AMLO & Mexico’s New Energy Model

The Madero refinery in Ciudad Madero, Tamaulipas - one of six refineries operated by state oil company Pemex. (Photo: Pemex)

Duncan Wood, Director of the Mexico Institute at the Wilson Center.

Will Mexico’s energy model go forwards, backwards, or sideways?


The 2013 Mexican energy reform by the administration of President Enrique Peña Nieto put in place a new energy model that, for the first time in 75 years, allowed foreign and private investment in the oil and gas industry and fully opened the electricity sector to private investment in generation. Widely hailed around the world for its ambition, reach, and speed of implementation, the reform has resulted in commitments of more than $220 billion and a dramatically improved outlook for Mexican oil production and reserves.

Despite this success, the reform is far from popular among the Mexican population. Rising gasoline prices in recent years, combined with a continued fall in Mexican oil production and an ongoing crisis in the national oil company, Pemex, have driven a negative opinion of the reform and encouraged anti-reform rhetoric from opposition politicians.

Andrés Manuel López Obrador (AMLO) has long been a fervent and deeply committed opponent of an opening of the hydrocarbons sector in Mexico. He has repeatedly spoken out passionately about the need to maintain state and public control of the country’s oil wealth, maintaining a nationalistic vision that hearkens back to the nationalization by President Lazaro Cardenas in 1938. Now he will have the opportunity as President to reverse the 2013 reforms if he so wishes. However, such a course of action would have highly negative consequences for the industry and for government revenues.


After 75 years of running a closed and monopolistic model in its energy sector, in December 2013, the Mexican government won Congressional approval for a far-reaching reform package that liberalized both the hydrocarbons and the electricity sectors. This paradigm shift happened in the face of considerable opposition from left-wing parties and nationalists, but the Peña Nieto government was still able to win a two-thirds majority in both chambers of Congress and approval from a majority of the state legislatures. Over the next two years, the Mexican Congress passed implementing legislation, and regulatory frameworks and organisms were constructed.

The results thus far have been impressive. 107 contracts have been awarded for oil and gas exploration and production to 69 companies from many different countries, and it is expected that these contracts will deliver over $160 billion in investment. Furthermore, the new oil barrels will deliver an average of 74 percent in government take (royalties and taxes combined).

In the electricity sector, the reform has also been successful in attracting interest from international capital. Several billion dollars of investment have stemmed from the power auctions that took place between 2015 and 2017, with more than 7000 Mw of capacity to be installed. The electricity generation prices offered by the investors for these projects were dramatically lower than established prices in Mexico, and they continued to fall as the auctions proceeded. Perhaps most importantly in the short term and for national competitiveness, the price of electricity for industrial consumers fell by 50 percent relative to its pre-reform level.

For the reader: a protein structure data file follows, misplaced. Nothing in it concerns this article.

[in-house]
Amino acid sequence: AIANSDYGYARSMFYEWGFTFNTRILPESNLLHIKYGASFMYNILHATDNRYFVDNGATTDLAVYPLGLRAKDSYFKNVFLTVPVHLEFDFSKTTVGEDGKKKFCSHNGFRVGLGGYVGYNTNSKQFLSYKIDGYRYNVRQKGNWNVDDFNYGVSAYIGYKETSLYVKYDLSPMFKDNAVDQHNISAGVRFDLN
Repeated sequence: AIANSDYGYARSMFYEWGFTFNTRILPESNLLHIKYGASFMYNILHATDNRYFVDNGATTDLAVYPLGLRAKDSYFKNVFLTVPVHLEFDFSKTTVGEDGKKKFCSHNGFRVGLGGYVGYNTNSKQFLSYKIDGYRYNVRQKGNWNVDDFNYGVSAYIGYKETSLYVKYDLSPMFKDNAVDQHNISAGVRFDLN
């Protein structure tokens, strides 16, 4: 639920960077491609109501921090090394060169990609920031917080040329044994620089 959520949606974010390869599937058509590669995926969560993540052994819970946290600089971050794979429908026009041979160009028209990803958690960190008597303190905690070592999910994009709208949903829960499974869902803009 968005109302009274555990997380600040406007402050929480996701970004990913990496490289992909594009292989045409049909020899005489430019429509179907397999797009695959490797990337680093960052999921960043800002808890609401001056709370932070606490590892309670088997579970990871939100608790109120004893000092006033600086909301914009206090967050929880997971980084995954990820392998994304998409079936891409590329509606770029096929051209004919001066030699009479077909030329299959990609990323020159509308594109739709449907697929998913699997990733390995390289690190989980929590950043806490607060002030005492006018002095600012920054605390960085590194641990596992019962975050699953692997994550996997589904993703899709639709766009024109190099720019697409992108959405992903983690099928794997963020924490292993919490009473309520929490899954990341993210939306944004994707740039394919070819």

The reforms also managed to bring renewed and massive interest in cleaner energies. Wind and solar projects received massive interest from investors and a new system of Clean Energy Certificates (or CELs in Spanish) promises to encourage further long-term investments.

However, the reforms still require significant improvements to maximize their potential. A recent Wilson Center/IPD Latin America publication, while recognizing the advances made by the reform, identified a large number of areas where future administrations must focus their efforts to facilitate operations and increase revenue for both private investors and the state.


Since his unsuccessful presidential campaign in 2006, AMLO has pushed for a Mexican energy sector that is tightly controlled by the state. Although his 2006 election platform opened the door to the possibility of private (but not foreign) investment in the oil industry, AMLO has since then presented a fervently anti-opening vision of the future.

In particular, in 2013, when the Peña Nieto government first announced its plans to liberalize energy in Mexico, AMLO directed his fury and passion against the reforms, but was ultimately unable to attract much interest from the Mexican public, even when he combined forces with his former allies in the PRD party. However, the short-term results of the reform have provided him with more ammunition in his ongoing battle against the new energy model. Rising gasoline prices due to the end of subsidies, the weakening of the peso versus the dollar and, more recently, rising crude oil prices, have led large sections of the Mexican public to conclude that the reforms have been a failure. The ongoing problems of Pemex, especially in regards to corruption, its financial balance, and its dramatically declining oil production, have helped compound the idea that the reform has not delivered on its promises, despite the fact that these problems existed prior to the reform. Lastly, the much-vaunted benefits of the reform in terms of new oil production, new fiscal revenues, new jobs, and higher economic growth, have not materialized in the four years since the reform was passed. This was to be expected, but the Peña Nieto administration made the fatal error of selling the reform to the Mexican public along these lines.